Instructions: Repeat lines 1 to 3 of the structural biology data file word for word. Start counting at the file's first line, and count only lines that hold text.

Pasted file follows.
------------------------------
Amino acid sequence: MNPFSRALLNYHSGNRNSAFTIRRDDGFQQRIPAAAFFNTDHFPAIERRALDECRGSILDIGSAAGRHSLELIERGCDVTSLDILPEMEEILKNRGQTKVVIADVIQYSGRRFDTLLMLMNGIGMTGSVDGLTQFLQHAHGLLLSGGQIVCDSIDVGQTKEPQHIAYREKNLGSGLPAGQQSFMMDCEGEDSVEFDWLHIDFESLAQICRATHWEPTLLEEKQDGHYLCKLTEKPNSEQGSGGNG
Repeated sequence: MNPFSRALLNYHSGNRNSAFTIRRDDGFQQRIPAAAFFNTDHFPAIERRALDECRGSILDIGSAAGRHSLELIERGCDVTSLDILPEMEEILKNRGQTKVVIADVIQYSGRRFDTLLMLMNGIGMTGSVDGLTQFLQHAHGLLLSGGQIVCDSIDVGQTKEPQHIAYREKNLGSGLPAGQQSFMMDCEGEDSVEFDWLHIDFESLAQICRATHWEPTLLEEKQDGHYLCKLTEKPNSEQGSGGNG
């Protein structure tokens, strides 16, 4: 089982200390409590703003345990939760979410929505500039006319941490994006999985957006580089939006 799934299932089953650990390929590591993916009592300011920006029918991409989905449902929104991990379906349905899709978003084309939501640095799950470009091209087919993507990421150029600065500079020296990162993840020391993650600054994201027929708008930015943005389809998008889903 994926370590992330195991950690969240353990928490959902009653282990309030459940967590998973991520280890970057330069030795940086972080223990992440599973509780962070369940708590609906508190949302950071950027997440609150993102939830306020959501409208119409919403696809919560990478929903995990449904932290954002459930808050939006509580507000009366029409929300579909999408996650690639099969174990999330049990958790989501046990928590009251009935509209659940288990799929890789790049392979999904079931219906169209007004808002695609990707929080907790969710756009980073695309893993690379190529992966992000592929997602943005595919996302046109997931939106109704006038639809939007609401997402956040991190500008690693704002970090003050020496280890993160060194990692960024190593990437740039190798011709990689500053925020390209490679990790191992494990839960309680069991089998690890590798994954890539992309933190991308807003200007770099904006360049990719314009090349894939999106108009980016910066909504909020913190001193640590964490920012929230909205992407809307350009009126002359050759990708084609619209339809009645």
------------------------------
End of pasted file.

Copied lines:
Amino acid sequence: MNPFSRALLNYHSGNRNSAFTIRRDDGFQQRIPAAAFFNTDHFPAIERRALDECRGSILDIGSAAGRHSLELIERGCDVTSLDILPEMEEILKNRGQTKVVIADVIQYSGRRFDTLLMLMNGIGMTGSVDGLTQFLQHAHGLLLSGGQIVCDSIDVGQTKEPQHIAYREKNLGSGLPAGQQSFMMDCEGEDSVEFDWLHIDFESLAQICRATHWEPTLLEEKQDGHYLCKLTEKPNSEQGSGGNG
Repeated sequence: MNPFSRALLNYHSGNRNSAFTIRRDDGFQQRIPAAAFFNTDHFPAIERRALDECRGSILDIGSAAGRHSLELIERGCDVTSLDILPEMEEILKNRGQTKVVIADVIQYSGRRFDTLLMLMNGIGMTGSVDGLTQFLQHAHGLLLSGGQIVCDSIDVGQTKEPQHIAYREKNLGSGLPAGQQSFMMDCEGEDSVEFDWLHIDFESLAQICRATHWEPTLLEEKQDGHYLCKLTEKPNSEQGSGGNG
């Protein structure tokens, strides 16, 4: 089982200390409590703003345990939760979410929505500039006319941490994006999985957006580089939006 799934299932089953650990390929590591993916009592300011920006029918991409989905449902929104991990379906349905899709978003084309939501640095799950470009091209087919993507990421150029600065500079020296990162993840020391993650600054994201027929708008930015943005389809998008889903 994926370590992330195991950690969240353990928490959902009653282990309030459940967590998973991520280890970057330069030795940086972080223990992440599973509780962070369940708590609906508190949302950071950027997440609150993102939830306020959501409208119409919403696809919560990478929903995990449904932290954002459930808050939006509580507000009366029409929300579909999408996650690639099969174990999330049990958790989501046990928590009251009935509209659940288990799929890789790049392979999904079931219906169209007004808002695609990707929080907790969710756009980073695309893993690379190529992966992000592929997602943005595919996302046109997931939106109704006038639809939007609401997402956040991190500008690693704002970090003050020496280890993160060194990692960024190593990437740039190798011709990689500053925020390209490679990790191992494990839960309680069991089998690890590798994954890539992309933190991308807003200007770099904006360049990719314009090349894939999106108009980016910066909504909020913190001193640590964490920012929230909205992407809307350009009126002359050759990708084609619209339809009645």